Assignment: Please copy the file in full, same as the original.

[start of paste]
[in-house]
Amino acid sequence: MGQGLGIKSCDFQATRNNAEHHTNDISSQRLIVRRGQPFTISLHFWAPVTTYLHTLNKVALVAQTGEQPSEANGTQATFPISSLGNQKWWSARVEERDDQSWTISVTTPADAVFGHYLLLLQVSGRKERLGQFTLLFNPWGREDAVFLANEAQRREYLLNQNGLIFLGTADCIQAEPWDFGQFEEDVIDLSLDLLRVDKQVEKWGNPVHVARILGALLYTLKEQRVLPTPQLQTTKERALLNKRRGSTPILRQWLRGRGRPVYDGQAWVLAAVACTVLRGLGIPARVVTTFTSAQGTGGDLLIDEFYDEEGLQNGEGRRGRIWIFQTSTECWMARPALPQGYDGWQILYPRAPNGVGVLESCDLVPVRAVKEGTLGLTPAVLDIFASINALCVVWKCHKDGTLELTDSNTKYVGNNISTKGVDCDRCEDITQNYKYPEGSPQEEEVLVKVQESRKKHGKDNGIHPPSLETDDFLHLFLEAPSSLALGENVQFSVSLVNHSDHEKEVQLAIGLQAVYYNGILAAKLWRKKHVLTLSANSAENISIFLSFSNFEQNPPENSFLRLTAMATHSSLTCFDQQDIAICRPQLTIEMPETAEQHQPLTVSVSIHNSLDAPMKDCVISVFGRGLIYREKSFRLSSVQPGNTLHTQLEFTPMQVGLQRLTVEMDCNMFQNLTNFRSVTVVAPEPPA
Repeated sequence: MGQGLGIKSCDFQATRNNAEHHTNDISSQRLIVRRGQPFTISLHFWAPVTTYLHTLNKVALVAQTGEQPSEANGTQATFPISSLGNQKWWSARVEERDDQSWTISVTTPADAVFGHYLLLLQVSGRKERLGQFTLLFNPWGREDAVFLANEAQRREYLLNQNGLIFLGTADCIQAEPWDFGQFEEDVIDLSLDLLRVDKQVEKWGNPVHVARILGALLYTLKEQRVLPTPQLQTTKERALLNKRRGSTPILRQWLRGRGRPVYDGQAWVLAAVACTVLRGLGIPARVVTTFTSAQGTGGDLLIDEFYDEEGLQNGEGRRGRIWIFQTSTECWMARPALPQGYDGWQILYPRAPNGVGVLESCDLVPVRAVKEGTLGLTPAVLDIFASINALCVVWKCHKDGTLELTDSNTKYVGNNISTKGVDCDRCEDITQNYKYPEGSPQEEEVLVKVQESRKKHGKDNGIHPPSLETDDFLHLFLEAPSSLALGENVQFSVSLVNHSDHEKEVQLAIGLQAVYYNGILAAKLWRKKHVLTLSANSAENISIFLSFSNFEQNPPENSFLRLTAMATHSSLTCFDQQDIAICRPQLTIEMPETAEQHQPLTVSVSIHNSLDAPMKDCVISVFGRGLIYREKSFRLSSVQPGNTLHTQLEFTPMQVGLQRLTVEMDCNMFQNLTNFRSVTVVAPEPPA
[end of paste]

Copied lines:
[in-house]
Amino acid sequence: MGQGLGIKSCDFQATRNNAEHHTNDISSQRLIVRRGQPFTISLHFWAPVTTYLHTLNKVALVAQTGEQPSEANGTQATFPISSLGNQKWWSARVEERDDQSWTISVTTPADAVFGHYLLLLQVSGRKERLGQFTLLFNPWGREDAVFLANEAQRREYLLNQNGLIFLGTADCIQAEPWDFGQFEEDVIDLSLDLLRVDKQVEKWGNPVHVARILGALLYTLKEQRVLPTPQLQTTKERALLNKRRGSTPILRQWLRGRGRPVYDGQAWVLAAVACTVLRGLGIPARVVTTFTSAQGTGGDLLIDEFYDEEGLQNGEGRRGRIWIFQTSTECWMARPALPQGYDGWQILYPRAPNGVGVLESCDLVPVRAVKEGTLGLTPAVLDIFASINALCVVWKCHKDGTLELTDSNTKYVGNNISTKGVDCDRCEDITQNYKYPEGSPQEEEVLVKVQESRKKHGKDNGIHPPSLETDDFLHLFLEAPSSLALGENVQFSVSLVNHSDHEKEVQLAIGLQAVYYNGILAAKLWRKKHVLTLSANSAENISIFLSFSNFEQNPPENSFLRLTAMATHSSLTCFDQQDIAICRPQLTIEMPETAEQHQPLTVSVSIHNSLDAPMKDCVISVFGRGLIYREKSFRLSSVQPGNTLHTQLEFTPMQVGLQRLTVEMDCNMFQNLTNFRSVTVVAPEPPA
Repeated sequence: MGQGLGIKSCDFQATRNNAEHHTNDISSQRLIVRRGQPFTISLHFWAPVTTYLHTLNKVALVAQTGEQPSEANGTQATFPISSLGNQKWWSARVEERDDQSWTISVTTPADAVFGHYLLLLQVSGRKERLGQFTLLFNPWGREDAVFLANEAQRREYLLNQNGLIFLGTADCIQAEPWDFGQFEEDVIDLSLDLLRVDKQVEKWGNPVHVARILGALLYTLKEQRVLPTPQLQTTKERALLNKRRGSTPILRQWLRGRGRPVYDGQAWVLAAVACTVLRGLGIPARVVTTFTSAQGTGGDLLIDEFYDEEGLQNGEGRRGRIWIFQTSTECWMARPALPQGYDGWQILYPRAPNGVGVLESCDLVPVRAVKEGTLGLTPAVLDIFASINALCVVWKCHKDGTLELTDSNTKYVGNNISTKGVDCDRCEDITQNYKYPEGSPQEEEVLVKVQESRKKHGKDNGIHPPSLETDDFLHLFLEAPSSLALGENVQFSVSLVNHSDHEKEVQLAIGLQAVYYNGILAAKLWRKKHVLTLSANSAENISIFLSFSNFEQNPPENSFLRLTAMATHSSLTCFDQQDIAICRPQLTIEMPETAEQHQPLTVSVSIHNSLDAPMKDCVISVFGRGLIYREKSFRLSSVQPGNTLHTQLEFTPMQVGLQRLTVEMDCNMFQNLTNFRSVTVVAPEPPA